before the fall of the Bastille. The family came, in fact, from Rouen, and their head. Angel Raphael Louis Delaunay, then aged 35, was probably a master dyer. He brought with him his wife,
Dorothee Victoire Genevieve, aged 31, and their two infant children, Louis Barthelemy (Bardtholomew) and Eulalie Pelagie. He was thus later on the scene than Borelle, but he did not have the
vexing delays of trying to sell his process; evidently he had capital, and was able to establish himself straight away. His advertisement appeared some four months earlier than Borelle's so it is
probable that, by this short margin, he was the first successful Turkey Red dyer in England (as distinct from Scotland).
Delaunay was at first in partnership with Charles Payant, a Frenchman (perhaps also from Rouen) who had been in Manchester since 1777, earning his living by teaching French and Italian.
Their advertisement ran as follows(20):
The connection with Payant did not last long. By the end of the next year he was back to teaching(21):
"FRENCH AND ITALIAN LANGUAGES. CHARLES PAYANT, Ridge Field, Manchester, RETURNS his most sincere Acknowledgments to his Friends in particular, and the Public at large, for the many
Favours conferred on him during the course of twelve Years—Respectfully informs them, he has entirely relinquished the Dyeing Business, means to devote his Time to teaching the Languages,
and giving Commercial Instructions, he having been formerly a Merchant—Wishes to observe, the few Hours he employed in the Dyeing Concern, never engaged him a Moment from due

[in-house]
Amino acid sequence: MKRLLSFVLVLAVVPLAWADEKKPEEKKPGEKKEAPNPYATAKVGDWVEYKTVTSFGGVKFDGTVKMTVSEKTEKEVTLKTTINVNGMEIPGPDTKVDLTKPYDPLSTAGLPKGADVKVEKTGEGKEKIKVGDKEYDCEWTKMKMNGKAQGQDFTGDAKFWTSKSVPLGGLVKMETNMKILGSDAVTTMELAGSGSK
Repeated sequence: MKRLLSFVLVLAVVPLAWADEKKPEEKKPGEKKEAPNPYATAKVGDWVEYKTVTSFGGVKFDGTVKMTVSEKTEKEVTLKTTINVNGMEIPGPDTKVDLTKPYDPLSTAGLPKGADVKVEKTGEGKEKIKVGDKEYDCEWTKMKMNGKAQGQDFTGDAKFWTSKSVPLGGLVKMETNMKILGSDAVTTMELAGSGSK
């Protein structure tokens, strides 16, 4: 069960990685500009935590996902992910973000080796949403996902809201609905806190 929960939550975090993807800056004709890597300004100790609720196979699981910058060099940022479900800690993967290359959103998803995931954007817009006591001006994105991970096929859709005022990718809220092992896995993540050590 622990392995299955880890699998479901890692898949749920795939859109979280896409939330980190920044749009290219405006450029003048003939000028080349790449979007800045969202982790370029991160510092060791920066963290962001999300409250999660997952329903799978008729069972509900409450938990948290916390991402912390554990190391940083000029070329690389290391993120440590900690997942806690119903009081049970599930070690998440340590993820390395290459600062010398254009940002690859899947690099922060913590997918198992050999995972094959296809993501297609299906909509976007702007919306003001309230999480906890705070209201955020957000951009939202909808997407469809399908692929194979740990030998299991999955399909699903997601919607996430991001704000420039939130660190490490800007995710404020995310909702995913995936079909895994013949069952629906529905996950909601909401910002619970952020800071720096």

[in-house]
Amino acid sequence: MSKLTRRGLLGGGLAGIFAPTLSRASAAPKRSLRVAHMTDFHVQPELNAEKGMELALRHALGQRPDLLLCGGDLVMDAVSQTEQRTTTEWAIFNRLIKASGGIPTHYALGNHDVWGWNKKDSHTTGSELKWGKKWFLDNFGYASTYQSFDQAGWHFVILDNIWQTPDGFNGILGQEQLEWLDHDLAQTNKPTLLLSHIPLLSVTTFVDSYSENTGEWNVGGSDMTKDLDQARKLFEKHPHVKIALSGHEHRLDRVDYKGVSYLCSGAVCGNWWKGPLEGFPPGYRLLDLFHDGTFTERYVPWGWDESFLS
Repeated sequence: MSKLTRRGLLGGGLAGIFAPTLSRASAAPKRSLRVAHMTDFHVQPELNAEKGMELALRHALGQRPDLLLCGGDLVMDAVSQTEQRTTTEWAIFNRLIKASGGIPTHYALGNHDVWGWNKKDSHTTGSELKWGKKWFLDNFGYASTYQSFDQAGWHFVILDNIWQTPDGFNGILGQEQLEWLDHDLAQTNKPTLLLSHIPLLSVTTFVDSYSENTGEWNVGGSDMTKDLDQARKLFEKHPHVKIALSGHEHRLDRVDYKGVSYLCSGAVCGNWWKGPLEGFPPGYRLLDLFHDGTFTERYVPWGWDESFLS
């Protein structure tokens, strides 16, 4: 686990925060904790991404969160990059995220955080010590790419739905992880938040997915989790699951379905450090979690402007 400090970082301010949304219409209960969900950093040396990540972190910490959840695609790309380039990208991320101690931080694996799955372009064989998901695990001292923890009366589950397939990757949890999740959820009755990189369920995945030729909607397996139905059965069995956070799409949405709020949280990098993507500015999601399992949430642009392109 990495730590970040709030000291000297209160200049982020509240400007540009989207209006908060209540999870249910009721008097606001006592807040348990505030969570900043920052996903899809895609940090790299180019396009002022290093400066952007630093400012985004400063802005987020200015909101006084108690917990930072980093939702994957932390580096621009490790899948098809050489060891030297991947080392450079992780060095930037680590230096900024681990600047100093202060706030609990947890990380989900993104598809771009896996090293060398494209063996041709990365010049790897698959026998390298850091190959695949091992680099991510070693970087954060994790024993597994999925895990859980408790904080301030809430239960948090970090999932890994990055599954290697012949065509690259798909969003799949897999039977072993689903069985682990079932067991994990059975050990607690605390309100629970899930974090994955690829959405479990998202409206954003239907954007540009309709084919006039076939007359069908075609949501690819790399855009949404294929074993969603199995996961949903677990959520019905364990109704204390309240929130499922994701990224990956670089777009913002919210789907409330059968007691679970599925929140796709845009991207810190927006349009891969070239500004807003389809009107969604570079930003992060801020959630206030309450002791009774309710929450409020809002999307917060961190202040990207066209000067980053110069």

attendance to his Schools, though it has been artfully advanced to the contrary—Those who honour him with their Patronage, may depend, he always will make his peculiar Study to deserve it,
by constant Assiduity to the Improvement of the Pupils, who shall be trusted to his Care . . ."
What differences there had been between Delaunay and Payant, we can only guess; but Delaunay found it prudent to insert a counter-advertisement(22):
"TURKEY RED and other Colours. Mr. DELAUNAY, of Crumpsall,
takes this Opportunity of acquainting the Public
(notwithstanding idle Reports which have been advanced,
since his Separation of Partnership with Mr. Payant, to the
contrary) that he has continued, and does continue, to dye
TURKEY RED, and other fine COLOURS, as usual,
Informs Manufacturers, that his Warehouse is at Mr. David
Law's, Cateaton-Street, Manchester, where a Person attends
to take in Cotton, and give every Information required.
Flatters himself he shall be able to give Satisfaction to those
I who please to honour him with their Commands.
A. DELAUNAY attends himself as above regularly every
Thursday and Saturday, from twelve to four o'clock."
Delaunay's advertisements both describe his dyehouse as being in Crumpsall, though the directory for 1788 gives his address as Blackley. Although, as mentioned above, there was a certain